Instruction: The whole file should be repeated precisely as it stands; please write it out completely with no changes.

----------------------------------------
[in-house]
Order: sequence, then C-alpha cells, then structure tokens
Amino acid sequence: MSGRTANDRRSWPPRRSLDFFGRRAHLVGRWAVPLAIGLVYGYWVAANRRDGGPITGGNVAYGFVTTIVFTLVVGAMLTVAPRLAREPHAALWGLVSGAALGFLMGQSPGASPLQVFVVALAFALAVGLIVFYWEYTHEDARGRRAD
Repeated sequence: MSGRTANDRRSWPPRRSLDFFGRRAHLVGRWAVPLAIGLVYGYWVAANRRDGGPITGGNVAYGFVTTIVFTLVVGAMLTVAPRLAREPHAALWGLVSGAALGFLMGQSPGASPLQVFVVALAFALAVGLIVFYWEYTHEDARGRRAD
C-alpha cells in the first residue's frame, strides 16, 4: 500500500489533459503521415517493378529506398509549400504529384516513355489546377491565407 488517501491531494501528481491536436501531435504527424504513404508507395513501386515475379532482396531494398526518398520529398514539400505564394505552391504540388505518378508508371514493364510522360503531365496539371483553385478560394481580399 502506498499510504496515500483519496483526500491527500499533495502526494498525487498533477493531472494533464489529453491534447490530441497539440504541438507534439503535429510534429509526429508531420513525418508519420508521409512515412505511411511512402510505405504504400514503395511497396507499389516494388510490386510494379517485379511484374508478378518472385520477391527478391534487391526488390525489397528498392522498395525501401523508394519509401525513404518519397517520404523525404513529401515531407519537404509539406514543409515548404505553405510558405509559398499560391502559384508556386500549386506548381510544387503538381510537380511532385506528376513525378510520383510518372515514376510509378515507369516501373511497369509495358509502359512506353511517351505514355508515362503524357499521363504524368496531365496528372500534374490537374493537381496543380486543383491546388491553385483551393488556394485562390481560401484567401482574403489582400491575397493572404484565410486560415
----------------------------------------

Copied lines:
[in-house]
Order: sequence, then C-alpha cells, then structure tokens
Amino acid sequence: MSGRTANDRRSWPPRRSLDFFGRRAHLVGRWAVPLAIGLVYGYWVAANRRDGGPITGGNVAYGFVTTIVFTLVVGAMLTVAPRLAREPHAALWGLVSGAALGFLMGQSPGASPLQVFVVALAFALAVGLIVFYWEYTHEDARGRRAD
Repeated sequence: MSGRTANDRRSWPPRRSLDFFGRRAHLVGRWAVPLAIGLVYGYWVAANRRDGGPITGGNVAYGFVTTIVFTLVVGAMLTVAPRLAREPHAALWGLVSGAALGFLMGQSPGASPLQVFVVALAFALAVGLIVFYWEYTHEDARGRRAD
C-alpha cells in the first residue's frame, strides 16, 4: 500500500489533459503521415517493378529506398509549400504529384516513355489546377491565407 488517501491531494501528481491536436501531435504527424504513404508507395513501386515475379532482396531494398526518398520529398514539400505564394505552391504540388505518378508508371514493364510522360503531365496539371483553385478560394481580399 502506498499510504496515500483519496483526500491527500499533495502526494498525487498533477493531472494533464489529453491534447490530441497539440504541438507534439503535429510534429509526429508531420513525418508519420508521409512515412505511411511512402510505405504504400514503395511497396507499389516494388510490386510494379517485379511484374508478378518472385520477391527478391534487391526488390525489397528498392522498395525501401523508394519509401525513404518519397517520404523525404513529401515531407519537404509539406514543409515548404505553405510558405509559398499560391502559384508556386500549386506548381510544387503538381510537380511532385506528376513525378510520383510518372515514376510509378515507369516501373511497369509495358509502359512506353511517351505514355508515362503524357499521363504524368496531365496528372500534374490537374493537381496543380486543383491546388491553385483551393488556394485562390481560401484567401482574403489582400491575397493572404484565410486560415